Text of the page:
In Fabric (2018)
Written & Directed by Peter Strickland
It’s difficult to determine when and where we are during In Fabric. This intentional disorientation helps add to the sense of the eerie and unsettling. The commercials on television are drenched in a 1970s hue, music synthesized and distorted. Yet at home, our characters appear to be living contemporary lives. The location is a fictional city of Thames Valley on Thames which may be rural or metropolitan. The adverts for Dentley & Soper’s department store are stylized occult rituals, the owner and his staff of mesmerized attendants invoking the customer to come and buy from their holiday sale.
In Fabric accomplishes a task the recent It: Chapter Two failed miserably at which is successfully weaving humor and horror. While the Stephen King adaptation did great at adding fun to its story, it never correctly balances the horror and trauma of its characters. In Fabric embraces the ridiculous nature of its premise (a killer dress) but still manages to present gorgeously framed moments that are deeply unsettling. The dress hovering over its owner while she sleeps, an unseen wind lightly ruffling the bottom edges lingers in the mind long after. A killer dress is silly as an idea but appropriately executed can be something terrifying because it defies what we understand about the nature of reality.
The world of In Fabric is not ours, and it becomes evident as our protagonist Shelia moves through life, recently divorced and using a send by mail and phone dating service. When a prospective suitor sets up dinner at a local Greek restaurant, Sheila heads over to Dentley & Soper’s for the perfect dress. Miss Luckmore, the witchy employee that services Shelia talks in a strange mystic grammar that our main character doesn’t seem to notice but the audience will most certainly be amused and disturbed by. Later, we meet a washing machine repairman whose dull, monotonous recitation of the appliance’s problems induces an orgasmic trance on whoever overhears. While this is all entirely out of left field for us, the characters inside this world see it all as perfectly usual.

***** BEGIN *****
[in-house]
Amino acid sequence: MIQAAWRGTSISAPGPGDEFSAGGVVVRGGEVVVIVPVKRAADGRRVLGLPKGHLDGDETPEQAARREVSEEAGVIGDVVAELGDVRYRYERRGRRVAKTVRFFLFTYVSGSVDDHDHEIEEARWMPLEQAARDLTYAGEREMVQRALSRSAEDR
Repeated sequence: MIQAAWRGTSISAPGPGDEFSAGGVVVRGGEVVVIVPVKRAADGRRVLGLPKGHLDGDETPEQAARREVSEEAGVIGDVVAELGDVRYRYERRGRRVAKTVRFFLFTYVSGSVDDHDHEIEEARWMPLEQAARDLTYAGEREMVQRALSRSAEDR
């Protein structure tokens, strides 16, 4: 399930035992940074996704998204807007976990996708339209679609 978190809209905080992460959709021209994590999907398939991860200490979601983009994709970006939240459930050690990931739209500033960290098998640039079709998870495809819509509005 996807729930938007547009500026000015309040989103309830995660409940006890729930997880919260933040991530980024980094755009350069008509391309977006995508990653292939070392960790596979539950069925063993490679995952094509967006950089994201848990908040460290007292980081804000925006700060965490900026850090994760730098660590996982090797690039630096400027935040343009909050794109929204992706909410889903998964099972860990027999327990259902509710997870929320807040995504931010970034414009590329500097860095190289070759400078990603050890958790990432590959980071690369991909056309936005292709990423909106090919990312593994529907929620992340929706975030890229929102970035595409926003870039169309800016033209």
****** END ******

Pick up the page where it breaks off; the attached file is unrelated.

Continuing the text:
Strickland is putting across a sly satire on capitalism by focusing on the religiosity and cultish-ness its most fervent advocates put forward about the economic system. Miss Luckmoore knows that the scarlet dress she forces upon Shelia is cursed, responsible for the untimely death of the model who wore it in the store catalog during an incident at a zebra crossing (reads a briefly glimpsed newspaper headline). Yet, the ritual of the department store sale forces Luckmore into foisting this item on whomever she can. When Sheila tries to return the item after tolerating a gauntlet of horrors it is up to the store owner Mr. Lundy, a comically obvious sorcerer, is aghast and essentially explains that a return would be blasphemy against such a sacred consecration.
In Fabric never gets pedantic in its themes and knows that it wants to have fun and be silly more than anything else. The biggest flaw of the film is the third act where our narrative suddenly switches to a collection of new characters. It is disorienting like the other parts of the movie but in a much less satisfying way. Eventually, the story loops back so we understand the connection between the paths, but while we’re getting there, I really drifted away from the film. Part of it feels like we are suddenly watching a short movie set in the same universe that leaves behind almost every character from the first two-thirds of the picture. Despite all of that, In Fabric is a very satisfying picture with a wickedly enjoyable dark sense of humor.
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